So a friend of mine moved and passed along his bike to me. Not knowing that much about the finer details of bike history, I thought it looked at first glance like a respectable beater with a nice Brooks saddle, so I figured I’d give it a shot.
But it turns out that the Schwinn Sports Tourer of a certain vintage is a relatively sought-after set of wheels, thanks to the highly skilled manufacturers of the old Chicago Schwinn factory, in which a time-consuming, now-rare process called fillet-brazing was used to build the not-quite-top-of-the-line* Sports Tourers. As Mike Rother writes in his history of fillet-brazed Schwinns, the company moved from its focus on heavy kids’ bikes thanks to the success of lightweight European bikes:
Brazing is a joining process employing a filler metal, like brass, that melts below the melting temperature of the parent metal workpiece. Fillet brazing involves building up brass filler metal in a smooth “fillet” around joints.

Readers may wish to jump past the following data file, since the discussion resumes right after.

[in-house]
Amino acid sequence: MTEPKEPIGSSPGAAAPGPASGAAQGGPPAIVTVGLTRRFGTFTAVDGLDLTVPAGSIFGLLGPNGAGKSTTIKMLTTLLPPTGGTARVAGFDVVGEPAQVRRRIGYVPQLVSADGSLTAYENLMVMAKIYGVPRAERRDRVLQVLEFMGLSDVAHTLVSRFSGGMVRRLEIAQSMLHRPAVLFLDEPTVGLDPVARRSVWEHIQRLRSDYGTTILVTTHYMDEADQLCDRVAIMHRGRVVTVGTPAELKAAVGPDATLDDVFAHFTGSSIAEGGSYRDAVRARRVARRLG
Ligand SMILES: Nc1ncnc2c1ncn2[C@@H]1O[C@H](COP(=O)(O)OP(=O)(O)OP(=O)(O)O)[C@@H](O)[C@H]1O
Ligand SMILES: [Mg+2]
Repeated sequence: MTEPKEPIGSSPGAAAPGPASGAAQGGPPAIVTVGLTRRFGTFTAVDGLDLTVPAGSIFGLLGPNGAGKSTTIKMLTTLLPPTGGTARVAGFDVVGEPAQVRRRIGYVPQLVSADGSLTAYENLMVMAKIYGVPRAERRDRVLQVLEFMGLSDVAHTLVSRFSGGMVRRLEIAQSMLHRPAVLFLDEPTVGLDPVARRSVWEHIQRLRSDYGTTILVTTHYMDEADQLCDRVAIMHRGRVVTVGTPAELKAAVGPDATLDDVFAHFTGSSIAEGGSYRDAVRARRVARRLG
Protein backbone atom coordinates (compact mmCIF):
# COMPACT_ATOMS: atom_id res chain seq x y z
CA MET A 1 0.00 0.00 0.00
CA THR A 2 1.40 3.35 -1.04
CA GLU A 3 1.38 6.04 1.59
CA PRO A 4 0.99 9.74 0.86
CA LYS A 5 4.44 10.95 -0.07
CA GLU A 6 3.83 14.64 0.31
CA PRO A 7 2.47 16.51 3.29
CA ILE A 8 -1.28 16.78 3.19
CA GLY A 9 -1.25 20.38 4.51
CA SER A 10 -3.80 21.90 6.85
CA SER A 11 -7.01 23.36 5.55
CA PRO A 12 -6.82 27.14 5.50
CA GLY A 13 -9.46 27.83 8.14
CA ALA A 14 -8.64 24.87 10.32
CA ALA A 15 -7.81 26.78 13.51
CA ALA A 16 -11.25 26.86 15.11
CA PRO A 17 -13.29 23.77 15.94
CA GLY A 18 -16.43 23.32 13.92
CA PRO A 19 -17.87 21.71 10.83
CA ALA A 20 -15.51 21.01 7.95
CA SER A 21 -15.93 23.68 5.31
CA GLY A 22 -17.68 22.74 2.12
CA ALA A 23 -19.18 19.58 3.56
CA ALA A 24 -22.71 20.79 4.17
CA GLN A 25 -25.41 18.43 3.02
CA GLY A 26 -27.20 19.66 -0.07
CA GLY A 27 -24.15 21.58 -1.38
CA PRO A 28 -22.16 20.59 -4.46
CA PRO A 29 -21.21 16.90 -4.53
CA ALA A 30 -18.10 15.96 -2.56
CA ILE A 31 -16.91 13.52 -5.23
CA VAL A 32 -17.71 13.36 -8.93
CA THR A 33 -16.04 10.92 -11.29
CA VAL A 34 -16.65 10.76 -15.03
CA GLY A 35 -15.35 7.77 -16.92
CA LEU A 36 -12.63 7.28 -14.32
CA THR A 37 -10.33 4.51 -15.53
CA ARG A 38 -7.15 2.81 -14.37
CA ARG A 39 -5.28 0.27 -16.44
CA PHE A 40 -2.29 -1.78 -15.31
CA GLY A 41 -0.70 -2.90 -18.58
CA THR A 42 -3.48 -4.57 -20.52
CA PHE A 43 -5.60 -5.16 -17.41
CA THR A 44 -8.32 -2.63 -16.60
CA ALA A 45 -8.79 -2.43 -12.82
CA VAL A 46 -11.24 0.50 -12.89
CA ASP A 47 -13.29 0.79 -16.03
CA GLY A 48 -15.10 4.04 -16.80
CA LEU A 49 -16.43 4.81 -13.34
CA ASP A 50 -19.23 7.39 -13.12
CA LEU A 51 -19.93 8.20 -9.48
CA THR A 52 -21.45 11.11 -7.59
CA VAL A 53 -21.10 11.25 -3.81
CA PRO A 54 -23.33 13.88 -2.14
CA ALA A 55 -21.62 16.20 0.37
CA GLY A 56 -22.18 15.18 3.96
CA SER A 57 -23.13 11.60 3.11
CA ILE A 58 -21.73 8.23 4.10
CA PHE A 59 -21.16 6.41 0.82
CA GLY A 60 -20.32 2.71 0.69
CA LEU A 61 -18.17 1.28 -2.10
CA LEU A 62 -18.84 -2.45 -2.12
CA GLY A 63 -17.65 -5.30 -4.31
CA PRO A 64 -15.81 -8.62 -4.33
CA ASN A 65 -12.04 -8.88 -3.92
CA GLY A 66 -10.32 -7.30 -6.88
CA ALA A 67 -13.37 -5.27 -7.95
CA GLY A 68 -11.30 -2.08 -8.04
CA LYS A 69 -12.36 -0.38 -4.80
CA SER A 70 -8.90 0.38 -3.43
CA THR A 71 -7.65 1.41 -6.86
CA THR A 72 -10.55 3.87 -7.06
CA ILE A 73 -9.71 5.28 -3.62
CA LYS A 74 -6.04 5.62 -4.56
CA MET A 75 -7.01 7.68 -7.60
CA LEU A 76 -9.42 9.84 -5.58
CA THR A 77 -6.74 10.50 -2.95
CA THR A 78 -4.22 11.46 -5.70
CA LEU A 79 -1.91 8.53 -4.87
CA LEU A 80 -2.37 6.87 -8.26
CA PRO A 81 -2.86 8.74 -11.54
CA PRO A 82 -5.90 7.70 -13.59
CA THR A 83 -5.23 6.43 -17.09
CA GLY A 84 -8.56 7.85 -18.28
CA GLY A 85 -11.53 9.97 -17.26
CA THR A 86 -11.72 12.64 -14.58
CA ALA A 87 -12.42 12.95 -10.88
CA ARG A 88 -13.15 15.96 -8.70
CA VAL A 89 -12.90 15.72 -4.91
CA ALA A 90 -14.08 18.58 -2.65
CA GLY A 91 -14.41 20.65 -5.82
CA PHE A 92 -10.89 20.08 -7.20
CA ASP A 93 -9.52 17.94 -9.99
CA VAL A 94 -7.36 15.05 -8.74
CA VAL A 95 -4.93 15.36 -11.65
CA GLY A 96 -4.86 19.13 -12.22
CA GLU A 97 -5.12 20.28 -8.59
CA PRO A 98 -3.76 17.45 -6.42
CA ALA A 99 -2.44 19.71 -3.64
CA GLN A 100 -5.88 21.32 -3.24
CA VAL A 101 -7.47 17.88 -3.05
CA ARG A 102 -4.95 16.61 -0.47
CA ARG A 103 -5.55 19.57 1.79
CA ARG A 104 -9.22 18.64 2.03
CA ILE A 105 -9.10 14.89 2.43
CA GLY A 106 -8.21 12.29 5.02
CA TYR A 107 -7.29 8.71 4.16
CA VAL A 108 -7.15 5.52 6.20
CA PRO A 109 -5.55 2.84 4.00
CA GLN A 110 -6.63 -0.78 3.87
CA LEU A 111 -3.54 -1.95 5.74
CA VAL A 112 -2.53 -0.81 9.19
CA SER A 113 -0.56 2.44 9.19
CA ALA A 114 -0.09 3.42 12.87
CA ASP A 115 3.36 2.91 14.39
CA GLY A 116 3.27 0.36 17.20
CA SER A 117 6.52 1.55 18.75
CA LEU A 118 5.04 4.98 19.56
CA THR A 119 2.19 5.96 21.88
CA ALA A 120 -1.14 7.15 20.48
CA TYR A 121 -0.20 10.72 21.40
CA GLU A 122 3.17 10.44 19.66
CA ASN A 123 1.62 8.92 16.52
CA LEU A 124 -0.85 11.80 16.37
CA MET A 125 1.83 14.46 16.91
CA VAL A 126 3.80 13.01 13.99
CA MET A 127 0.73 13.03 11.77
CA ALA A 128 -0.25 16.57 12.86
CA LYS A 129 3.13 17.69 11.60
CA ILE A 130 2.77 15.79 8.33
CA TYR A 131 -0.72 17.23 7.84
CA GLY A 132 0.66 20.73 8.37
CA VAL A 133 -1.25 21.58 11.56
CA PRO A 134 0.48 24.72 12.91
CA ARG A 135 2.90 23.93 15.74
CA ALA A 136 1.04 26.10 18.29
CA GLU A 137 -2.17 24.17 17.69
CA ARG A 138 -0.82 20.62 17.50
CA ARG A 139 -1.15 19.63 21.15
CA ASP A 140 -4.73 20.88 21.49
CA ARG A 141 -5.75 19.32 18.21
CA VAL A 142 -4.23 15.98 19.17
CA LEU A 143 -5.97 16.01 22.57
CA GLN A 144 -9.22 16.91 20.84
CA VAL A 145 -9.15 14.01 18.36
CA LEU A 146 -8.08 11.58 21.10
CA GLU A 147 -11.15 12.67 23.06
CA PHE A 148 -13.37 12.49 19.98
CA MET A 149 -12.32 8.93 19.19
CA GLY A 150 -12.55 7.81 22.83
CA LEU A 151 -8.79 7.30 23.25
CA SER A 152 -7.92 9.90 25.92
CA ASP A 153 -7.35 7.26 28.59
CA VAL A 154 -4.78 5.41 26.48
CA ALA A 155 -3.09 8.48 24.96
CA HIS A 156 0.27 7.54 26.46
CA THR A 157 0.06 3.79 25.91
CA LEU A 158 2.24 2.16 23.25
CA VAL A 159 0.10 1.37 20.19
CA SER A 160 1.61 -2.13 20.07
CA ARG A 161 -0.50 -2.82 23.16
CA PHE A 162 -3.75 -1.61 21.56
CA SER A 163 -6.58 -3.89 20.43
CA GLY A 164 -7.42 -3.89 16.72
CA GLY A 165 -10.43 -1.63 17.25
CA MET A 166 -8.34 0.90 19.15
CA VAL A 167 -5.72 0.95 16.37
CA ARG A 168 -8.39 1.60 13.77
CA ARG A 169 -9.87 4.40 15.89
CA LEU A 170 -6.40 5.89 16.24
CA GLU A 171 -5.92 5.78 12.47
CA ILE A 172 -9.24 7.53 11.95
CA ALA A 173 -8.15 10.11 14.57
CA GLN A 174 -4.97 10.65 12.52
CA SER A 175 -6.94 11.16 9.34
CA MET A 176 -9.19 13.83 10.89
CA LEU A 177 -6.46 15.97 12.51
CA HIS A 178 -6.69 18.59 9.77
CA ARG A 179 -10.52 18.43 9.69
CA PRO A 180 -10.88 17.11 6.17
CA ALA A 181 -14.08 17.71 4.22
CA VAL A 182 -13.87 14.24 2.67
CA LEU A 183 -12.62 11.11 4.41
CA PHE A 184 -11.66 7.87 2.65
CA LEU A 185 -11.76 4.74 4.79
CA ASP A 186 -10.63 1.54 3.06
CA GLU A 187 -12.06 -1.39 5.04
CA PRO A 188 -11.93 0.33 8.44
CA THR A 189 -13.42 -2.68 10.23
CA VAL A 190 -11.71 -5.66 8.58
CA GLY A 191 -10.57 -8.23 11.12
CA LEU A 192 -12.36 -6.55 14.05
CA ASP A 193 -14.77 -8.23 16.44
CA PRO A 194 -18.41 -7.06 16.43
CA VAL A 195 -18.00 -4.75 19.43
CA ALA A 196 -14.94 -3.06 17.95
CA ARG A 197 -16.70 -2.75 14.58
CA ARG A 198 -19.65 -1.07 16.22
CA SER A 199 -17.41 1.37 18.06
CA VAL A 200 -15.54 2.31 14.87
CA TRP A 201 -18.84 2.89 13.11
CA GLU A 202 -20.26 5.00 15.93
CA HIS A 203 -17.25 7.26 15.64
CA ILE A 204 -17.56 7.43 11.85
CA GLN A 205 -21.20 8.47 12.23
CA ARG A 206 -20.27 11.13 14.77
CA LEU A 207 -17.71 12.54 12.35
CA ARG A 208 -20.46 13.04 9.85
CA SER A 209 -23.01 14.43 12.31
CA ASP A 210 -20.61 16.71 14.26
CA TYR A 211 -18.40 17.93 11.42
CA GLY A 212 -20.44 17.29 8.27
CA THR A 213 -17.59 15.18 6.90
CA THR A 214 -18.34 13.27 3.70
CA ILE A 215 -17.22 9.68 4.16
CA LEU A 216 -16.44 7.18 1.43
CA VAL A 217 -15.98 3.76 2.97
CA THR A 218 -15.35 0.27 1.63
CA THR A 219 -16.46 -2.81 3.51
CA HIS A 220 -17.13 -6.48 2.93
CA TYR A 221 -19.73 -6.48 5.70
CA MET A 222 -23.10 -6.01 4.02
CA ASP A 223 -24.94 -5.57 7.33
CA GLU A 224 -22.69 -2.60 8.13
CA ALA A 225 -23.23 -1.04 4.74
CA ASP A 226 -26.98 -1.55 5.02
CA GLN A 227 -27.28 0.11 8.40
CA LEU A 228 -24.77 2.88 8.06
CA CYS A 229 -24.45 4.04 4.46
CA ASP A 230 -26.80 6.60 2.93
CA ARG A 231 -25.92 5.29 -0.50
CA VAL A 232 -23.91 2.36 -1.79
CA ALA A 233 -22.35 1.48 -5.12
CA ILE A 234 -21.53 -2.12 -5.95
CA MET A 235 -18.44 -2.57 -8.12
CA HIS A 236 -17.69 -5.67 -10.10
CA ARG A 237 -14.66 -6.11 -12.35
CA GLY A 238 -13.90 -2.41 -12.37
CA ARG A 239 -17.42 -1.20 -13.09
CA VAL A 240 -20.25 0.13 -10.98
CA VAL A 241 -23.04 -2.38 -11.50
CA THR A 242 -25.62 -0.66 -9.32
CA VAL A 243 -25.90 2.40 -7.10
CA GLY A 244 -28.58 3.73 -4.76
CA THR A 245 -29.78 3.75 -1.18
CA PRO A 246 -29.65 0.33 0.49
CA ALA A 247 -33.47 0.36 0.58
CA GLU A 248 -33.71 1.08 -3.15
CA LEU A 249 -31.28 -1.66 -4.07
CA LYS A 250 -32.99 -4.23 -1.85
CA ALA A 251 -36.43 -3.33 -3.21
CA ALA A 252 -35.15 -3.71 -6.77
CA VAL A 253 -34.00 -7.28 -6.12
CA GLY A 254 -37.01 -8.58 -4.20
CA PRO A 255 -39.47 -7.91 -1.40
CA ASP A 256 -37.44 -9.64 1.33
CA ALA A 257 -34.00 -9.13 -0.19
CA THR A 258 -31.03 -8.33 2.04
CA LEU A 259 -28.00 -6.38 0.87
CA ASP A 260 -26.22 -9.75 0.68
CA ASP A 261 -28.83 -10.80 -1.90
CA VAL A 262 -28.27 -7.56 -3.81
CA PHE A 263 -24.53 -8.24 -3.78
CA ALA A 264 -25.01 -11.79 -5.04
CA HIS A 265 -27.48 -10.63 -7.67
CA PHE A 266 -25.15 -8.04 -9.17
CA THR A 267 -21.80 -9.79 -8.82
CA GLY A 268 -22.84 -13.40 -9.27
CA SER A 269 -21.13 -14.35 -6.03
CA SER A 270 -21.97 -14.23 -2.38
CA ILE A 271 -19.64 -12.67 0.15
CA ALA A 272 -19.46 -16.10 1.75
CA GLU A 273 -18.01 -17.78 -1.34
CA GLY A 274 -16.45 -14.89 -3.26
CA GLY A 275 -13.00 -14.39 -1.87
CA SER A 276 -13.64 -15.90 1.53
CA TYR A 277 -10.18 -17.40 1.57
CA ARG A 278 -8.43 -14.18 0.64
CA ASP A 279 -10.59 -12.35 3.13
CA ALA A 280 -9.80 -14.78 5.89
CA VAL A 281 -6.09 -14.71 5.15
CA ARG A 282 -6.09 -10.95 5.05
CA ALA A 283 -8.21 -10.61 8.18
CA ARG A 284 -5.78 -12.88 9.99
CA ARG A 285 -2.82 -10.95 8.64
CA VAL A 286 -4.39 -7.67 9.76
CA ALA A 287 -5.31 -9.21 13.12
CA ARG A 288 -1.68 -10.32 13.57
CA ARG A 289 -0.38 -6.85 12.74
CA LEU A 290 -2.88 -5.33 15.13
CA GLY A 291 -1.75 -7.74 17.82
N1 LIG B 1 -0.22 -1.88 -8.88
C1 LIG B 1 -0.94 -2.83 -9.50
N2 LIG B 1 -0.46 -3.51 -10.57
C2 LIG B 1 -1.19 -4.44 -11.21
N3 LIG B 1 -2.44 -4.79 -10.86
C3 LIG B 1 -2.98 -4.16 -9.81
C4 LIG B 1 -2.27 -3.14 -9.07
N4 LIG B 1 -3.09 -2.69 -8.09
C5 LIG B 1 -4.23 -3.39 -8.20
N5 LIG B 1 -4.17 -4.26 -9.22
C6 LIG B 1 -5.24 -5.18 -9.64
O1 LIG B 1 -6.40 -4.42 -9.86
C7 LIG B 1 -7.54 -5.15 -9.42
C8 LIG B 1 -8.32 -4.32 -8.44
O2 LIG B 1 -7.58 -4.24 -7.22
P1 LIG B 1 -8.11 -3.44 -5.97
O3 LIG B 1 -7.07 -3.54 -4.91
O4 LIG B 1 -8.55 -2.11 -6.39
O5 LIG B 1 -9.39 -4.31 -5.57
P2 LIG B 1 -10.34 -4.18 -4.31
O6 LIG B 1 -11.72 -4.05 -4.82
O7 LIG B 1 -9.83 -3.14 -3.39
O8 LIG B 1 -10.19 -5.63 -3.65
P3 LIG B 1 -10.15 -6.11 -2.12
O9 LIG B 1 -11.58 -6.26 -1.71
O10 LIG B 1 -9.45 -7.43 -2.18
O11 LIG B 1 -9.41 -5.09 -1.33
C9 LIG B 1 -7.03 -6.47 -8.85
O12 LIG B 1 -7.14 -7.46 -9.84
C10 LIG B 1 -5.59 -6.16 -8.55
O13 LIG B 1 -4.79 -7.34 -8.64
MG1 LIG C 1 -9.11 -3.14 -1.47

In this method of bicycle frame construction, “mitering” or cutting the tube ends so that they fit together precisely is critical so that capillary action will draw the molten filler into gaps for a strong joint. The extra thickness of the fillet also provides strength, and its smooth contour distributes stresses evenly. (For additional strength Schwinn also brazed steel sleeves into the interior of its frame tubes at the joints.)
Fillet-brazed bicycle frames are strong and have a neat and clean appearance, but they are uncommon because of the additional craftsmanship required. Lugged bicycle frames, for example, are now manufactured by automated machines. Custom framebuilders still provide fillet-brazed construction, and tandem framesets were often fillet-brazed when lugs to fit their frame angles were not available.
The company cut corners with heavy parts, and, Rother argues, failed to adequately advertise the fillet-brazing method, so it passed into obscurity for all but hardcore bike connoisseurs. They weren’t cheap then—mine would have cost the equivalent of about $750 in the early 1970s—but today fillet-brazed frames will run you a couple thousand dollars.
I couldn’t find my wrench last night, so I don’t know yet whether it’s too big. I hope not, because I like having a historical connection to the old Chicago Schwinn handbuild shop.
* The top-of-the-line Schwinn was the Paramount, developed by Belgian immigrant Emil Wastyn and founder of what’s now Oscar Wastyn Cycles on Fullerton.